3 What are driving factors to implement parallel processing?
The business need and technical need -The business need is that business needs to get job done sooner than later. The technical need is might be due to load contention – for example, system has more idle resource during 1st half the processing and 2nd half processing. system is overloaded in 2nd half processing. If we use parallel process and can cut time to half, this would relieve the contention on the 2nd half processing. Most of parallel solutions are developed to meet business process need.
– The business process is suitable for parallel processing – degree of independence, dividable and type of resources engaged. Parallel process benefit would be very limited for a business process whose transactions have a lot of dependence/sequence. You cannot ask several people to create one order at the same time no matter how big the order is and how long it takes to create it since a single order cannot be further divided. A process which is doing a lot of calculations is more suitable than the one which involves a lot of database access even database management system has its setting/configuration/techniques which control parallel processing at database level.
The capabilities – The system has needed resources/configuration to support parallel processing. If your system consists of single server with single CPU, parallel processing might help little on the performance.
4 What influence performance of parallel process solution?
Assuming that a business process is fit for parallel processing, following factors can influence performance of parallel solutions from SAP parallel solution design point view
- The way which workload is divided.
When total workload can be “evenly” in a way that each package can be processed in same amount of time, then the time is needed to process the total workload would be reduced. If total workload is divided into 2 packages, you use two parallel processes. If one package takes 10 minutes and the other package takes 1 hour, the system would use two work processes and take 1 hour to process the total workload. But one process would run for 10 minutes and the other process would run for 1 hour – this is an uneven situation. It would be ideal that total workload can be divided into two packages but each of two packages takes 35 minutes so the whole workload can be processed via two parallel work processes in 35 minutes.
Size of package can influence performance depends on business situation. In some special situation, you need to consider resource usage of each package under a specific size to make sure that overall resource usage by all parallel processes is what the system can afford.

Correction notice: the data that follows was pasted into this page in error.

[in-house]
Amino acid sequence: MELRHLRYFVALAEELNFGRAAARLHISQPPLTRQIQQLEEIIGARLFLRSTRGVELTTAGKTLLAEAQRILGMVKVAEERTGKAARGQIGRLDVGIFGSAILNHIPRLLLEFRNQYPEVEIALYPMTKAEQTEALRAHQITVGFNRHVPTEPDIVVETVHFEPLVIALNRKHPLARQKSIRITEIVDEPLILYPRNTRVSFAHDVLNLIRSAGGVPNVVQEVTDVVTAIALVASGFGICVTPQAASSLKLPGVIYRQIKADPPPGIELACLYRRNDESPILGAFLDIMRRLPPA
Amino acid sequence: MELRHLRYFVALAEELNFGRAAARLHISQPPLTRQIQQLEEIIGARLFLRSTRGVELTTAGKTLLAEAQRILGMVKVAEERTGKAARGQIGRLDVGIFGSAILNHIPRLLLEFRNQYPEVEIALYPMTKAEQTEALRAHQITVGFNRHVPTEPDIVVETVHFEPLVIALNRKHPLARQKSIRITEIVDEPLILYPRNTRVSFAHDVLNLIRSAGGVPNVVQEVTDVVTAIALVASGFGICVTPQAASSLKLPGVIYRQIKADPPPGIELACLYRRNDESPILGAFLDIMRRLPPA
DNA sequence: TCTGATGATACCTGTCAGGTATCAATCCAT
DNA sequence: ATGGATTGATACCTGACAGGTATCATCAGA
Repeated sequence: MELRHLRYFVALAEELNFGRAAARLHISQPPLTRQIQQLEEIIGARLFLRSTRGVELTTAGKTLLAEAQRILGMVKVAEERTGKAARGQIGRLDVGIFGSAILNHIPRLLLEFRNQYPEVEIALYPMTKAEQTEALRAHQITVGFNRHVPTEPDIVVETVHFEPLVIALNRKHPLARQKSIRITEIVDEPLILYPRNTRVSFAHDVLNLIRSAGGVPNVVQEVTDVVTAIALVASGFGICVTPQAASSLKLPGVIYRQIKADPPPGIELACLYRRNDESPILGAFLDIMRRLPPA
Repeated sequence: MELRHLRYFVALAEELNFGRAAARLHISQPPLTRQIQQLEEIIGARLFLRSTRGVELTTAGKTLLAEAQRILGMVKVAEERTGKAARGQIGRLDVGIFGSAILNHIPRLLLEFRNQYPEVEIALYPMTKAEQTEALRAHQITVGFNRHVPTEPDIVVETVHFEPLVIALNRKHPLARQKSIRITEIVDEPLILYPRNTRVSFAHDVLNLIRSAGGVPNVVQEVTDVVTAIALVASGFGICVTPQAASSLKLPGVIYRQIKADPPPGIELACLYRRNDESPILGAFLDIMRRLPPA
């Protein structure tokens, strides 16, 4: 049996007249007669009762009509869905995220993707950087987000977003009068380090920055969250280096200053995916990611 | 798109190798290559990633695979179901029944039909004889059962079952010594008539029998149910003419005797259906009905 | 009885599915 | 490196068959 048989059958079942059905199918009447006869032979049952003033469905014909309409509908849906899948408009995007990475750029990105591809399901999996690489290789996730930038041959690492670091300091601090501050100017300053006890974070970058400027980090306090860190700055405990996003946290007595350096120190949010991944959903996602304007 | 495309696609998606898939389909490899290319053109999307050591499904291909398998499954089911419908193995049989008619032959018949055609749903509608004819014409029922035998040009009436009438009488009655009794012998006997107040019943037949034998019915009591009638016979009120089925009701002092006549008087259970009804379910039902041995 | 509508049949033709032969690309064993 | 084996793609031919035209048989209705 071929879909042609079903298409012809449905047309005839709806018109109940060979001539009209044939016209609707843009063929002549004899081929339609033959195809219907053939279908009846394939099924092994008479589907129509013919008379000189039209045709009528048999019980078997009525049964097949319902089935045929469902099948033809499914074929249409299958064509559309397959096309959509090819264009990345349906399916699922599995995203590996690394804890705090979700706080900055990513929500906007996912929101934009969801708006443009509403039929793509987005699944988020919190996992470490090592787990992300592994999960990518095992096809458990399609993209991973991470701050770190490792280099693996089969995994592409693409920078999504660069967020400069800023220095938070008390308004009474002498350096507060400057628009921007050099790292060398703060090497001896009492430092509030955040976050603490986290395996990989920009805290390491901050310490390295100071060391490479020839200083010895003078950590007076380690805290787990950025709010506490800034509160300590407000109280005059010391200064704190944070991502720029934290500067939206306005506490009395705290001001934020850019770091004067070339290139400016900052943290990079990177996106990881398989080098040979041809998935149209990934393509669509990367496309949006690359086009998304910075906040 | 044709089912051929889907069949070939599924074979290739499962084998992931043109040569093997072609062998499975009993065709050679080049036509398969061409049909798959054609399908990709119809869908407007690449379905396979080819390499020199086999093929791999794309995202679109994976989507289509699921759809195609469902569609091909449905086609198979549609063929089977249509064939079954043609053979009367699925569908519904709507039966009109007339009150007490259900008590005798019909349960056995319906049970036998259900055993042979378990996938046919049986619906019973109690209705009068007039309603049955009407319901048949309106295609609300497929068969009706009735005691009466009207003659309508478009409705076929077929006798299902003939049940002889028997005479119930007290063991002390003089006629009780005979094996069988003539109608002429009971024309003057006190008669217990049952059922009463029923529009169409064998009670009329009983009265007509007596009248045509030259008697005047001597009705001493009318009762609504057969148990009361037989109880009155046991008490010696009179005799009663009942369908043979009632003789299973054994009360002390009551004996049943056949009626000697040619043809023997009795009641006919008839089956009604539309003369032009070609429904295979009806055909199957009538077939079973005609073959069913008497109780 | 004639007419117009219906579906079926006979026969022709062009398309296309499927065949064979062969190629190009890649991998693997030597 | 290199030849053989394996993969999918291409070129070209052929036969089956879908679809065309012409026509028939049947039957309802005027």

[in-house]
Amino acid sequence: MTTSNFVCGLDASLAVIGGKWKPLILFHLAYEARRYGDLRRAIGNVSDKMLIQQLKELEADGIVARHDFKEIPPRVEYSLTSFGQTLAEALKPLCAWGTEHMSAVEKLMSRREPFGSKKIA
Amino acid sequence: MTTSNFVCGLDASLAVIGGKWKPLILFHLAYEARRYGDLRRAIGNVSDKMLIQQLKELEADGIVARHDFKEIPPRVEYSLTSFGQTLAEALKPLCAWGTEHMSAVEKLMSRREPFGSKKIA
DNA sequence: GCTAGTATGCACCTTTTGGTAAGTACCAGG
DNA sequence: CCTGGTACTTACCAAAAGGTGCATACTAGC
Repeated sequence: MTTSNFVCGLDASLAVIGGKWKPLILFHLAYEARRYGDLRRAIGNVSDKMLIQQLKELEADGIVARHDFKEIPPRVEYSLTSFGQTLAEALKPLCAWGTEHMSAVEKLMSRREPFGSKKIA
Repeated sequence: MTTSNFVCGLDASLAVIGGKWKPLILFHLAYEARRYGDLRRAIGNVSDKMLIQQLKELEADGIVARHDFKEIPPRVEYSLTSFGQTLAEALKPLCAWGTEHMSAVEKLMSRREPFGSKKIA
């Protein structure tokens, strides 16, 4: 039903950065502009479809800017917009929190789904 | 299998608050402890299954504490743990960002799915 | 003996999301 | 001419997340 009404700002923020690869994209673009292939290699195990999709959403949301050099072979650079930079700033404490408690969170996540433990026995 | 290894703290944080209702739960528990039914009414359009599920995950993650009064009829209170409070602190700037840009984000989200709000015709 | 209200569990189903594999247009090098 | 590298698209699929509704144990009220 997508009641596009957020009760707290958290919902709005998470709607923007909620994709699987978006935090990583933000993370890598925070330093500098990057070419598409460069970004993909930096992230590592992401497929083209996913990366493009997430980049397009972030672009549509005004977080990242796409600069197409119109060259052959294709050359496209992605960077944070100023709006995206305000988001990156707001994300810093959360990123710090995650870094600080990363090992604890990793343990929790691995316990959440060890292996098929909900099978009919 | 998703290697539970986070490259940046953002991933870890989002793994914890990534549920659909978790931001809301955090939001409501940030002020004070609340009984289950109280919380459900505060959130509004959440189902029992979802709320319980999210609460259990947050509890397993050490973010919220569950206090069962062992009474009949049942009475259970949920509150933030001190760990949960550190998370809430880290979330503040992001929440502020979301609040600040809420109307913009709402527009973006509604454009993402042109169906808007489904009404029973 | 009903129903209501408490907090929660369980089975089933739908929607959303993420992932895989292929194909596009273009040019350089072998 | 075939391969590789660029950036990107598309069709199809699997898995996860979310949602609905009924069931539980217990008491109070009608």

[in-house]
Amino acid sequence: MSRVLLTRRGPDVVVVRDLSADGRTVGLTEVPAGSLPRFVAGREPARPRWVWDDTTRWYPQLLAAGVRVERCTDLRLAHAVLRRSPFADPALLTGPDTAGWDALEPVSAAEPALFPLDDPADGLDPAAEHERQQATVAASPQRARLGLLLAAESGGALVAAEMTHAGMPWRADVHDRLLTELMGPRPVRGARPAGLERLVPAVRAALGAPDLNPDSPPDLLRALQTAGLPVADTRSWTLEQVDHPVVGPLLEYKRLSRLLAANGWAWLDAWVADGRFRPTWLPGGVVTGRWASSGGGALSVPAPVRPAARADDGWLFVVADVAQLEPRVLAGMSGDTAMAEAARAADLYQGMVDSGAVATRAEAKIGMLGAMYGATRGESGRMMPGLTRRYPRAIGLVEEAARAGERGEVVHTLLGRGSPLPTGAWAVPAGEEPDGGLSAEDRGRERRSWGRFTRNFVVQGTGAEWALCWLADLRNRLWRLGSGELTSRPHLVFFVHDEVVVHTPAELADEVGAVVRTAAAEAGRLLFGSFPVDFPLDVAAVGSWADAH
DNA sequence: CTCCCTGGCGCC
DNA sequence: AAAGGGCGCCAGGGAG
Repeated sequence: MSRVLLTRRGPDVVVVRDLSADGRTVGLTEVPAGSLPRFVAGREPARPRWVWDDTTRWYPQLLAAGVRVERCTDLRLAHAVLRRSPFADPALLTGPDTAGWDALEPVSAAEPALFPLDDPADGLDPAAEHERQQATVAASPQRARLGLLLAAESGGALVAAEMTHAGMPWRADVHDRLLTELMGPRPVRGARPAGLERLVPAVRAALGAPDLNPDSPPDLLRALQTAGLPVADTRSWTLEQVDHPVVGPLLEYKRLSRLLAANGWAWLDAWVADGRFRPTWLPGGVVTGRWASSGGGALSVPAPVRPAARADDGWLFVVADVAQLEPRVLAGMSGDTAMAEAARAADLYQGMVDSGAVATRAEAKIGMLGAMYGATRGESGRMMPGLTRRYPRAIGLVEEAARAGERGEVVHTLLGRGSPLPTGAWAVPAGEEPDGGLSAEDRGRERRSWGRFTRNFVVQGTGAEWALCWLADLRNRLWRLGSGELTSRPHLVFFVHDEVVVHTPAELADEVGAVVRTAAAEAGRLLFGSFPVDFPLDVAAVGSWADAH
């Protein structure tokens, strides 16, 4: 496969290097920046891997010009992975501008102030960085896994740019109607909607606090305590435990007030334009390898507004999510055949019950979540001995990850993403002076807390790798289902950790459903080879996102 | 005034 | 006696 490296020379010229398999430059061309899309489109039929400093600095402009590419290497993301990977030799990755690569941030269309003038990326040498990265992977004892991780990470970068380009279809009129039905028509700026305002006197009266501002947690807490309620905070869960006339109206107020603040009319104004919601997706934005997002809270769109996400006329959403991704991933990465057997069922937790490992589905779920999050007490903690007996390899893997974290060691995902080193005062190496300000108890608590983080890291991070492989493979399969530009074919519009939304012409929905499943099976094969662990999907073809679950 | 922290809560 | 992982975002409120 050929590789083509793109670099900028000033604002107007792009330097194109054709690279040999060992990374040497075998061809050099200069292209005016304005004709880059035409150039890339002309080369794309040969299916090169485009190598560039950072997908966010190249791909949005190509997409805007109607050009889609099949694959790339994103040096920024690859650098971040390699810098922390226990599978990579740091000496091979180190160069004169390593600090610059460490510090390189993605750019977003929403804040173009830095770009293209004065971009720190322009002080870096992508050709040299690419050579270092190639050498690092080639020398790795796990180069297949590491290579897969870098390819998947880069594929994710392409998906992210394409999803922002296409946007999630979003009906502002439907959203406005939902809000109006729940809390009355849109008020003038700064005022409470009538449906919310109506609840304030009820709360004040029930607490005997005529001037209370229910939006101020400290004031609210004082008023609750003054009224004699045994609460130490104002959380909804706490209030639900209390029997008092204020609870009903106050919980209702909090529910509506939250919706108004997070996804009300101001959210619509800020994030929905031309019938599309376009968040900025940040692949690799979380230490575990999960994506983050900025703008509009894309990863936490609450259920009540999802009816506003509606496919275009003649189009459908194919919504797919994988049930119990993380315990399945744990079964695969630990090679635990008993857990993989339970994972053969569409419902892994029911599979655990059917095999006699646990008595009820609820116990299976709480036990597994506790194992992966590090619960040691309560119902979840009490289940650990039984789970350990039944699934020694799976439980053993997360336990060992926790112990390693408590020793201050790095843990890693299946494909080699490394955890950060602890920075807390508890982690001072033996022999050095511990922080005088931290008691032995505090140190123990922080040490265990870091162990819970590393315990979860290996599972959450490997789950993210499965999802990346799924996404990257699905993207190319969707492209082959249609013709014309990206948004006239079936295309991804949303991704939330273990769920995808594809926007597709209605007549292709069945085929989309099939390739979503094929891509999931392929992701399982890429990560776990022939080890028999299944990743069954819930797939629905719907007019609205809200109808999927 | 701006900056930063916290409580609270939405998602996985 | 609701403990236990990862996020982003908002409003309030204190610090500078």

Parallel solution can engage SAP background process or SAP dialog process. When SAP dialog process is used, you need to make sure that size of package would not cause timeout of child process due to hitting system limit.
Parallelizing degree or the number of parallel processes allowed.
Parallelizing degree – This is number of SAP work processes which can be engaged at the same time to handle workload. Higher degree means more SAP work processes for parallel processing – so more package can be processed at the same time, so the workload can be processed faster – this is what table-1 tells us. How many parallel processes a parallel solution should use? This depends on available system capacity and business performance requirement normally.
The typical system resource used in parallel processing is CPU power. Each parallel process would need to use a CPU. Number of parallel processes used in a solution should not be more than number of CPU which a system has assuming that parallel process is the only program running in the system. In a SAP ERP system, there are normally many activities going on at the same time, this would reduce available CPU power for parallel processing. In a SAP ERP system, all business transactions would involve database/IO operation, during database/IO operation, it would not use CPU power of application server, this would allow you to use more parallel processes than number of CPUs which your application servers have.
Business performance requirement is important to determine how many parallel processes you need. If a system resource is not enough to support the parallel processing, then resource has to be added. If system has more resources than what is needed to meet business performance requirement. Should we design the solution to use all available resource and let the parallel solution to finish as soon as possible? This depends. I normally prefer to give just enough resources to meet business performance requirement.